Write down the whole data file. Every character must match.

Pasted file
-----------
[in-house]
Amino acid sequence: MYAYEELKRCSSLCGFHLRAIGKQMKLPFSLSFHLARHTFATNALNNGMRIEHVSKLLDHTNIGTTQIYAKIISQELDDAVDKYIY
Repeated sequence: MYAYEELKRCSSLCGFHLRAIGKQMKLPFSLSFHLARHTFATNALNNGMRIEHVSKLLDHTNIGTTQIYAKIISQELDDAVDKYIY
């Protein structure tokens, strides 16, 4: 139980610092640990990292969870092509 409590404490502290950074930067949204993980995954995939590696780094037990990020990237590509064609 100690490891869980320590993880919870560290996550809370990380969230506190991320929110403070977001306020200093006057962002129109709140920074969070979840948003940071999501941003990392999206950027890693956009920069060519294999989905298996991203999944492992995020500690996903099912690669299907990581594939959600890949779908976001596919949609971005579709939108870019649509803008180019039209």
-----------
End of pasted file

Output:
[in-house]
Amino acid sequence: MYAYEELKRCSSLCGFHLRAIGKQMKLPFSLSFHLARHTFATNALNNGMRIEHVSKLLDHTNIGTTQIYAKIISQELDDAVDKYIY
Repeated sequence: MYAYEELKRCSSLCGFHLRAIGKQMKLPFSLSFHLARHTFATNALNNGMRIEHVSKLLDHTNIGTTQIYAKIISQELDDAVDKYIY
């Protein structure tokens, strides 16, 4: 139980610092640990990292969870092509 409590404490502290950074930067949204993980995954995939590696780094037990990020990237590509064609 100690490891869980320590993880919870560290996550809370990380969230506190991320929110403070977001306020200093006057962002129109709140920074969070979840948003940071999501941003990392999206950027890693956009920069060519294999989905298996991203999944492992995020500690996903099912690669299907990581594939959600890949779908976001596919949609971005579709939108870019649509803008180019039209």